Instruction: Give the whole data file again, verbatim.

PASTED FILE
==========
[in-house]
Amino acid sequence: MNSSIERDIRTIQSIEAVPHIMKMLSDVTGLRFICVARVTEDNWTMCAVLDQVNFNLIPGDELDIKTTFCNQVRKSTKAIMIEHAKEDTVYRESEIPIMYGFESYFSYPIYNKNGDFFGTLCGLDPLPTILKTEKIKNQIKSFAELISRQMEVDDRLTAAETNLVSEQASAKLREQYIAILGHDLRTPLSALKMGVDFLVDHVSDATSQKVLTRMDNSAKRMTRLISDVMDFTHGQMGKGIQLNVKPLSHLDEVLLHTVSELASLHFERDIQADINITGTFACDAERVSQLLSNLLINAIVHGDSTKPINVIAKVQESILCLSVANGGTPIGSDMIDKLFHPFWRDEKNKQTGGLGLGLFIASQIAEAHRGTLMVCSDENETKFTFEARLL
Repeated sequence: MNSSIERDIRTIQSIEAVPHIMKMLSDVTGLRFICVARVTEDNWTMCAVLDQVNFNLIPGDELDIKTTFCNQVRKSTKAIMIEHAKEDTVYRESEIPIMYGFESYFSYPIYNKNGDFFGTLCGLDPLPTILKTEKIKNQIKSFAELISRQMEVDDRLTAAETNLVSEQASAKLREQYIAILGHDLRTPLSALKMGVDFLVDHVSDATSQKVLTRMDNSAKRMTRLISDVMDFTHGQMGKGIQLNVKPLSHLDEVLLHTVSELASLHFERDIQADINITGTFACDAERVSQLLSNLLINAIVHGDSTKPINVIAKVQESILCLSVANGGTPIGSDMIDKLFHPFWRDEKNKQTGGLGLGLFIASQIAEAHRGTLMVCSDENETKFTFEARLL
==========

[in-house]
Amino acid sequence: MNSSIERDIRTIQSIEAVPHIMKMLSDVTGLRFICVARVTEDNWTMCAVLDQVNFNLIPGDELDIKTTFCNQVRKSTKAIMIEHAKEDTVYRESEIPIMYGFESYFSYPIYNKNGDFFGTLCGLDPLPTILKTEKIKNQIKSFAELISRQMEVDDRLTAAETNLVSEQASAKLREQYIAILGHDLRTPLSALKMGVDFLVDHVSDATSQKVLTRMDNSAKRMTRLISDVMDFTHGQMGKGIQLNVKPLSHLDEVLLHTVSELASLHFERDIQADINITGTFACDAERVSQLLSNLLINAIVHGDSTKPINVIAKVQESILCLSVANGGTPIGSDMIDKLFHPFWRDEKNKQTGGLGLGLFIASQIAEAHRGTLMVCSDENETKFTFEARLL
Repeated sequence: MNSSIERDIRTIQSIEAVPHIMKMLSDVTGLRFICVARVTEDNWTMCAVLDQVNFNLIPGDELDIKTTFCNQVRKSTKAIMIEHAKEDTVYRESEIPIMYGFESYFSYPIYNKNGDFFGTLCGLDPLPTILKTEKIKNQIKSFAELISRQMEVDDRLTAAETNLVSEQASAKLREQYIAILGHDLRTPLSALKMGVDFLVDHVSDATSQKVLTRMDNSAKRMTRLISDVMDFTHGQMGKGIQLNVKPLSHLDEVLLHTVSELASLHFERDIQADINITGTFACDAERVSQLLSNLLINAIVHGDSTKPINVIAKVQESILCLSVANGGTPIGSDMIDKLFHPFWRDEKNKQTGGLGLGLFIASQIAEAHRGTLMVCSDENETKFTFEARLL